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Home care provider Cera reduces costs of healthcare this winter

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Europe’s largest provider of digital-first home healthcare, Cera, is further investing in its technology and data insights as winter approaches.

Cera, a digital-first home healthcare company delivering care, nursing, telehealth and repeat prescriptions, says it is reducing the cost of healthcare by over 10-fold.

The news follows concerns that this winter could be the worst on record for global health services, as doctors warn of a ‘tridemic’ with the health sector simultaneously managing an uptick in flu-related illnesses, Covid-19 and respiratory syncytial virus (RSV).

Cera’s technology works by using its team of 10,000 carers and nurses to collect patient symptoms and health data during at-home appointments, which its artificial intelligence algorithms then use to predict deterioration in conditions, triggering earlier health interventions to prevent people becoming unwell.

This technology has already been proven to reduce hospitalisation rates by an unprecedented 52 per cent predicted up to 80 per cent of hospitalisations seven days in advance, reduced patient falls by ~17 per cent, urinary problems by ~47 per cent, infections by ~15 per cent and also helped to improve medication and prescription compliance in older patients by 35 per cent.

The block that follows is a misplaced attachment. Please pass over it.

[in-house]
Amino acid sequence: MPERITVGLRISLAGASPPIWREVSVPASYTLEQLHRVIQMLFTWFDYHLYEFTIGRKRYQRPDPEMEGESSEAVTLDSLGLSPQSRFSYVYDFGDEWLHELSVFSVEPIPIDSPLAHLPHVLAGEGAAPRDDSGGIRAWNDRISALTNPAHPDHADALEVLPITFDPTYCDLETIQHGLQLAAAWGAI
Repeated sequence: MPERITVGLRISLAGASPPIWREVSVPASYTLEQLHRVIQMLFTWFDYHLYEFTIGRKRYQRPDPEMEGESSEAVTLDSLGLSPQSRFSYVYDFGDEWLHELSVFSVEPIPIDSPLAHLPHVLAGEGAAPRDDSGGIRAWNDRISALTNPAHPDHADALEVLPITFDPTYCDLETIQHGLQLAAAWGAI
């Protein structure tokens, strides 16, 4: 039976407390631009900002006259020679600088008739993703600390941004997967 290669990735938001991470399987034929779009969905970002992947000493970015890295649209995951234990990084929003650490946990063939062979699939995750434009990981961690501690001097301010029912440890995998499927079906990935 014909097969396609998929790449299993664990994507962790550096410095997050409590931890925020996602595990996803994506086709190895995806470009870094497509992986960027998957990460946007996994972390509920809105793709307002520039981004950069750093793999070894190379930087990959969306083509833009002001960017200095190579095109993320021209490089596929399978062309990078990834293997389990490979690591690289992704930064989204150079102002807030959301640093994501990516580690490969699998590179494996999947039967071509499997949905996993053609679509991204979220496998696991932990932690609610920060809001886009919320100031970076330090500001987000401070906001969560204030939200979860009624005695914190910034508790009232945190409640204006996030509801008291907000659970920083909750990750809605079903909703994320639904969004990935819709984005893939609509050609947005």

Nurses and carers collate an elderly person’s symptoms, medication, nutrition, daily activity, and sleeping patterns into the app on a daily basis during in-person home care visits.

Through first-of-its-kind AI and machine learning software, Cera’s app monitors these data points and has the ability to automatically detect worsening conditions 30x faster than traditional methods – reducing the diagnosis rate for flu, for instance, from days to potentially just minutes.

This means that the onset of illnesses such as flu, colds, respiratory issues, or an increase in heart rate or blood pressure can be detected and treated much earlier, and in an older person’s own home rather than a hospital or surgery.

Commenting on the technology, Cera’s director of data, Nathan Windle, said: “As the UK, and arguably the globe, makes its way out of the pandemic, it’s critical that we continue to invest in technology that will help our elderly communities to live healthier, longer lives at home. By empowering our network through AI, machine learning and additional technologies we can support and protect our community through what promises to be a difficult winter ahead for the health and social care sector.”

 

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